NOTE: Full spoilers for this episode of, “The Big Bang Theory” are present in this review
The Big Bang Theory appears to have hit another speed bump that was particularly evident last week, and unfortunately, that stalled momentum continued in another lacklustre episode this week. “The Comic-Con Conundrum” set out with an interesting idea for Raj’s character, and I do appreciate the fact that the show isn’t immediately forgetting about Raj’s big decision at the end of the previous episode. Unfortunately, from there, the episode quickly falls apart with a mess of half-baked story arcs dragged down further by especially weak humour.
With Raj deciding that he’s no longer accepting his father’s money, he’s getting to work on trying to get his finances under control. Unfortunately, with Raj having massive credit card debt and ludicrous expenses, that’s easier said than done. Desperate, Raj then appoints Sheldon to be his financial manager, knowing that Sheldon is very uncompromising, and will make sure that his spending stays in line. Sheldon’s first order? Raj can’t buy Comic-Con tickets, since they’re too expensive and inessential.
Sheldon being a financial dictator to Raj is something with loads of comedic potential, which is why it’s baffling that the show quickly pivots away from that, and instead centers everything on Comic-Con, despite Comic-Con being months away (though I am well aware that people purchase tickets and book hotels months in advance). This might be a decent way to inject some more geek humour into The Big Bang Theory, which has become rather diminished in Season Ten especially, at least as a focal story point, but nonetheless, this idea really works to mixed effect. It manages some half-decent jokes here and there, such as Raj taking on thankless comic book shop work for Stuart, which sees Raj resurrecting his embarrassing Aquaman costume from many seasons ago, but for the most part, the jokes just feel very sub-par this week.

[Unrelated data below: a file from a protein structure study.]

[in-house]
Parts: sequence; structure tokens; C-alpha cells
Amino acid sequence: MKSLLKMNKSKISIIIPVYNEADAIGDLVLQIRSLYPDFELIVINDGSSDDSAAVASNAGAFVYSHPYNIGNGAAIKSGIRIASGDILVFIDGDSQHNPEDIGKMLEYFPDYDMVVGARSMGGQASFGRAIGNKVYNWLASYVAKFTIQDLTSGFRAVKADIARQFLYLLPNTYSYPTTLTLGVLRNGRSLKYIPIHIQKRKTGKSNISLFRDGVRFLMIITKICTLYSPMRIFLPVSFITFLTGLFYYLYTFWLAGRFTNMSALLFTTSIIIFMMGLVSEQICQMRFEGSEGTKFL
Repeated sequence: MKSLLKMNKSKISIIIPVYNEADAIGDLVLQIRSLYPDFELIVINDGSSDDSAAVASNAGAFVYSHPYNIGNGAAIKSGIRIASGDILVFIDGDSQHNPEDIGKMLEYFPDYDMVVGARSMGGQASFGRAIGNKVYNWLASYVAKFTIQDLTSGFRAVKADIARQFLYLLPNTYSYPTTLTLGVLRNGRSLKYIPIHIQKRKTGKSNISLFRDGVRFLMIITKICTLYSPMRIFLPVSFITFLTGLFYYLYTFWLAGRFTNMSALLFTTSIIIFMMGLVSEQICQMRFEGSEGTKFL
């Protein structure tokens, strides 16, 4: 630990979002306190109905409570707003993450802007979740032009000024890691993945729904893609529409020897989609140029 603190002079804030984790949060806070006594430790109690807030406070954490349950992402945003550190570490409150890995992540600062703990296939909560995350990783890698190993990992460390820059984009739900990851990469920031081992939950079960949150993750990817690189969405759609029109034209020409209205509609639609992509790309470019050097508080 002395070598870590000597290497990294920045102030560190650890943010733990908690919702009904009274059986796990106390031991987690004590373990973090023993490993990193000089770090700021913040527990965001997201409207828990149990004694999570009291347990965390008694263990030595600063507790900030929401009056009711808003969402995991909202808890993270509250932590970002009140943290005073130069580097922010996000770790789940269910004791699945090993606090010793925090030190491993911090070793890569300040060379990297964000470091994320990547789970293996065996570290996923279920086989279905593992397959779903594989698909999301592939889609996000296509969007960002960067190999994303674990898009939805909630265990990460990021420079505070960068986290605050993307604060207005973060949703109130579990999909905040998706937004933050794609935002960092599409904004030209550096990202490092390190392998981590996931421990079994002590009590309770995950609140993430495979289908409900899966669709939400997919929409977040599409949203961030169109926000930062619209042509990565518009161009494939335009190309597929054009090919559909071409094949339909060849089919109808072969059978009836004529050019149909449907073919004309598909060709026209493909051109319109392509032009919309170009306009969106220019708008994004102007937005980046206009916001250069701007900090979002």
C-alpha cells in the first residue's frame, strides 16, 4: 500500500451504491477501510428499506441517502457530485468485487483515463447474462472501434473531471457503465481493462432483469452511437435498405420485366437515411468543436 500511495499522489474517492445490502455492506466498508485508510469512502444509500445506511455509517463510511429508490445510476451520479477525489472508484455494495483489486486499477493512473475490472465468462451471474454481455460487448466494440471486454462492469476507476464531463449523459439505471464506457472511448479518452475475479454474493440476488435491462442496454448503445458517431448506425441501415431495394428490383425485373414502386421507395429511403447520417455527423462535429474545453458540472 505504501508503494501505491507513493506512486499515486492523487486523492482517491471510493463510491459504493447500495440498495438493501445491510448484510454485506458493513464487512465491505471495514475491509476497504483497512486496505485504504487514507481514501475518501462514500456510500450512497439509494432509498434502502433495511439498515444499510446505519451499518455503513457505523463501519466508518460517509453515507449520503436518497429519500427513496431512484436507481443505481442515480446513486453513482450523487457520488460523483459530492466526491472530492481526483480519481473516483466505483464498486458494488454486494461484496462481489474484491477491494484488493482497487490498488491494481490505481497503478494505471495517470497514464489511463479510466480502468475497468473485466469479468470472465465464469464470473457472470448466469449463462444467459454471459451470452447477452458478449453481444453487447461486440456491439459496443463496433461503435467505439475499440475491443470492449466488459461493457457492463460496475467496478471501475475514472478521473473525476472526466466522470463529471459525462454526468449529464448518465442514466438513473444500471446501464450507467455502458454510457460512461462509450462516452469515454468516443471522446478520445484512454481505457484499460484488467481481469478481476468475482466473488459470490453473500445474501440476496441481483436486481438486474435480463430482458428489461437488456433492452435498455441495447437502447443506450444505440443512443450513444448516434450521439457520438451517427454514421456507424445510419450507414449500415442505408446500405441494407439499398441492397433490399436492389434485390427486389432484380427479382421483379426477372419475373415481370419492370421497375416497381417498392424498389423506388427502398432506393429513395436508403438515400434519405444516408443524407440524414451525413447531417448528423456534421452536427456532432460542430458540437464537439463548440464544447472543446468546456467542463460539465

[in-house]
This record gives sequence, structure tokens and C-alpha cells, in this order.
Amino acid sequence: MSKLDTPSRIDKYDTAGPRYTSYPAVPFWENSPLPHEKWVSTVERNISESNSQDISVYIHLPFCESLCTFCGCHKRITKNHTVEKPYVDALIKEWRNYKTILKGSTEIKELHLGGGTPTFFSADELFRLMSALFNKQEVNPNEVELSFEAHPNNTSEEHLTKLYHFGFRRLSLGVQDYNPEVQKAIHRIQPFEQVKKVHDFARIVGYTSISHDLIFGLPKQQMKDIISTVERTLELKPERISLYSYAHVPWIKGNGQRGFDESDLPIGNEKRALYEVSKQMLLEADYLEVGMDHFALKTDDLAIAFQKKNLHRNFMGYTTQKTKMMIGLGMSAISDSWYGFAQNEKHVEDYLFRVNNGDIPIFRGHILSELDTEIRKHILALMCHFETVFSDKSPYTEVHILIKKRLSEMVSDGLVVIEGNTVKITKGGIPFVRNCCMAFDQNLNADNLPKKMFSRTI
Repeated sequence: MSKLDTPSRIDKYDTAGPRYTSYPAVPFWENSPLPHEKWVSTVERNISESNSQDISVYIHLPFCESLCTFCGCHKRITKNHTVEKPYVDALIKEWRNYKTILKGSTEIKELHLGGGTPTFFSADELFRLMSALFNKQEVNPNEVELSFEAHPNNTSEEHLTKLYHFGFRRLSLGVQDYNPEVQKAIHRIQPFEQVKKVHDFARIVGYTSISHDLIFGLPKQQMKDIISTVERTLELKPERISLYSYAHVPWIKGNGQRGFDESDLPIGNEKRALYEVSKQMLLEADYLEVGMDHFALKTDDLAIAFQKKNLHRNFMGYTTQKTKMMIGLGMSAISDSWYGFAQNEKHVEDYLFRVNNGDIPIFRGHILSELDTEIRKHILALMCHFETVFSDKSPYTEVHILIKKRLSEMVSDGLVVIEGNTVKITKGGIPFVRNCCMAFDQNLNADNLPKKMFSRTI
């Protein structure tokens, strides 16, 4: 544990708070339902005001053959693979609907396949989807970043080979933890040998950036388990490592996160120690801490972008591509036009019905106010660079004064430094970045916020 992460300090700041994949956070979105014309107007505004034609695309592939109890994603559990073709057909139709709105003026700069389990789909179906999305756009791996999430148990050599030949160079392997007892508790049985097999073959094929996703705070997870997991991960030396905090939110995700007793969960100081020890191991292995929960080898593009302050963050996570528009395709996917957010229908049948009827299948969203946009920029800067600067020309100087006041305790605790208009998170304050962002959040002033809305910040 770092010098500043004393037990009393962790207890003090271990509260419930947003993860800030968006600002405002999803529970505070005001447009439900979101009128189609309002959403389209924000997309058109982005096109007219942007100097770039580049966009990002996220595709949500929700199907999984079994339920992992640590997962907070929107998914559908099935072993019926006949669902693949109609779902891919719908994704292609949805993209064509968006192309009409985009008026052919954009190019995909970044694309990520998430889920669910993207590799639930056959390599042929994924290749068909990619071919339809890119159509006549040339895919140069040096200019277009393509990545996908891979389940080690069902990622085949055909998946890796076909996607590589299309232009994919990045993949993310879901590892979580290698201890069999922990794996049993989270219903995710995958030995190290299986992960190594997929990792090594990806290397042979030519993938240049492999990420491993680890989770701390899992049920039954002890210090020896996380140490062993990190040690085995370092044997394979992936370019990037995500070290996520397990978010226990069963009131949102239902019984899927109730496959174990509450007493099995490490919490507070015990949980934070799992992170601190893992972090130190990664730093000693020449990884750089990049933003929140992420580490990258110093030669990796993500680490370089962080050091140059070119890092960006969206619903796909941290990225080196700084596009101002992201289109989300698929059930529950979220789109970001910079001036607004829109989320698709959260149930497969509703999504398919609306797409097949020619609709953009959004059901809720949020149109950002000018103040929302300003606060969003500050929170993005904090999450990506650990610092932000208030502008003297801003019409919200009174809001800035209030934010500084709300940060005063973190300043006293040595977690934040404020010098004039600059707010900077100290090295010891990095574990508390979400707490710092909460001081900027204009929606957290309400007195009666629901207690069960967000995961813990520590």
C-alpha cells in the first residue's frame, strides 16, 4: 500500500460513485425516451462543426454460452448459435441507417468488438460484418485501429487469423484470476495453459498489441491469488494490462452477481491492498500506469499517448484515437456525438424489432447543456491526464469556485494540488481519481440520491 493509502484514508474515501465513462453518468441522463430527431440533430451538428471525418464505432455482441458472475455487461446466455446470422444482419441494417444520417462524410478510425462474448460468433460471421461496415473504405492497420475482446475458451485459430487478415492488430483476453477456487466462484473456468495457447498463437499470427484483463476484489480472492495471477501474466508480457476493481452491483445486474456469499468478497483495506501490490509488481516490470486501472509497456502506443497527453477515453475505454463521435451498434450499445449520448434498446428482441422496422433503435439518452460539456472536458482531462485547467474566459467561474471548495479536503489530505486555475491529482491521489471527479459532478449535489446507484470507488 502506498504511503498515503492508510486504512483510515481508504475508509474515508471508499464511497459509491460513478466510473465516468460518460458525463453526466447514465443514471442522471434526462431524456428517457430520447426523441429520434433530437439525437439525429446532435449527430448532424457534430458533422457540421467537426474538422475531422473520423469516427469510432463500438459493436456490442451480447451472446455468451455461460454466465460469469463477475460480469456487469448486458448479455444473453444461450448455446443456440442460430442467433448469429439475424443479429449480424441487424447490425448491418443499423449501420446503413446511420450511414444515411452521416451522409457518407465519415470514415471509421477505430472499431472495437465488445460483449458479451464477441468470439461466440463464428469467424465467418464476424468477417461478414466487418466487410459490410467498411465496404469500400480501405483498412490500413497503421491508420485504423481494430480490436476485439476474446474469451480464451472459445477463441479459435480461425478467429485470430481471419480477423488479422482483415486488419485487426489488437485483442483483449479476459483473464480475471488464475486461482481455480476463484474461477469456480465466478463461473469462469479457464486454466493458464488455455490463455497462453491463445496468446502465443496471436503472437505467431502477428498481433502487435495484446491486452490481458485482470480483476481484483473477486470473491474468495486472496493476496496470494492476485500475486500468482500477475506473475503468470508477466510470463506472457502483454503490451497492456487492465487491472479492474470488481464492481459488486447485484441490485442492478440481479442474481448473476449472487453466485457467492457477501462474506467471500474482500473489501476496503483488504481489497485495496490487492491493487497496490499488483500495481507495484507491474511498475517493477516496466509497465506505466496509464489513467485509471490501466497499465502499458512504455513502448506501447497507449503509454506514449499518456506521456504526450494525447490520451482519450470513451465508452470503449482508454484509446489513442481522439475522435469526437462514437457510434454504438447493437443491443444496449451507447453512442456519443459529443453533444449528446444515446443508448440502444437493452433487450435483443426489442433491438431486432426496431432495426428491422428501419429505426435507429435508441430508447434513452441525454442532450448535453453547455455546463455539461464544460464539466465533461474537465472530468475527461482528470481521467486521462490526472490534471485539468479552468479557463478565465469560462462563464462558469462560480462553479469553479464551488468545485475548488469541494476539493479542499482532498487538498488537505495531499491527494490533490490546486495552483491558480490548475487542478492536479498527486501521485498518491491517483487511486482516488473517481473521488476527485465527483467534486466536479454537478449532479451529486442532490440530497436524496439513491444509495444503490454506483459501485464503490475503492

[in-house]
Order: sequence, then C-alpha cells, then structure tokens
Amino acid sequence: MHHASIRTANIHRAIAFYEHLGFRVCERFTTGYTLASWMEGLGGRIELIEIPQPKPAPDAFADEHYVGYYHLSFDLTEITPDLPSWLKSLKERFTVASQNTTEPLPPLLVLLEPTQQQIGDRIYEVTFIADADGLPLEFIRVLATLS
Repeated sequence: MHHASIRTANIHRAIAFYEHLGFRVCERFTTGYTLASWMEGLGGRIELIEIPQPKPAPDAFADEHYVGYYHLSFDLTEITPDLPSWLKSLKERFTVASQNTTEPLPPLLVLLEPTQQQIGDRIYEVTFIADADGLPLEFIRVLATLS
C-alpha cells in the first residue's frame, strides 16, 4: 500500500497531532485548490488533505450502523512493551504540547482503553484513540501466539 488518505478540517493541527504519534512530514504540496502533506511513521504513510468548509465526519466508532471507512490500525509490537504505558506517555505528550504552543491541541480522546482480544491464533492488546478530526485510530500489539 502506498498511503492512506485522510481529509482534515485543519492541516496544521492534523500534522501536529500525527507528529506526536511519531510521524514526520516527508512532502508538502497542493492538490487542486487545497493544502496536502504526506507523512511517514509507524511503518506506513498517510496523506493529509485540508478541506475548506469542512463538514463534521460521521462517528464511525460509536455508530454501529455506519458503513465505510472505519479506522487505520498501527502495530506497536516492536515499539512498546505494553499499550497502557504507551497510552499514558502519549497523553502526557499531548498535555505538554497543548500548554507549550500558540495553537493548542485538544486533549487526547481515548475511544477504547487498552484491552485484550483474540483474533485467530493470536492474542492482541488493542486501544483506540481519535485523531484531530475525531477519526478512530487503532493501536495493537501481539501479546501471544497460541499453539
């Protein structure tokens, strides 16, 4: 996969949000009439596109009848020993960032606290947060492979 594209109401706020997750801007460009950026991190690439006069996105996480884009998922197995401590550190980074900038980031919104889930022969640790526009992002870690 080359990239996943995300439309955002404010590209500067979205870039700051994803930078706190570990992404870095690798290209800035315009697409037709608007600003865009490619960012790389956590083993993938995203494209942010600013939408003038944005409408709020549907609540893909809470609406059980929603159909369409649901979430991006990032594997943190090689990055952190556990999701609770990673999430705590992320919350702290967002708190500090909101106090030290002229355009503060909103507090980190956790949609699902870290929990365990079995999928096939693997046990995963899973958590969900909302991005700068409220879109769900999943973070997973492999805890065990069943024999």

This is most noticeable in the subplot with Howard, who has to beg Bernadette to go to Comic-Con. Bernadette decides to exploit the situation by having Howard do a bunch of chores around the house. This is kind of amusing at times, since we know that Howard is very lazy, but it also leaves a bad taste in the mouth when you consider that Bernadette is essentially extorting her husband. She makes a claim that this is so she can spend more time with Halley, but we never actually see this, so for all we know, she’s lying, and just wants to be lazy herself. This kind of humour would have been a lot funnier in the 80’s or 90’s, but in 2017, when gender roles are no longer really a thing in modern marriages, Howard doing housework will probably be met with a cocked head and a shrug from younger twentysomething and thirtysomething viewers especially, rather than laughter.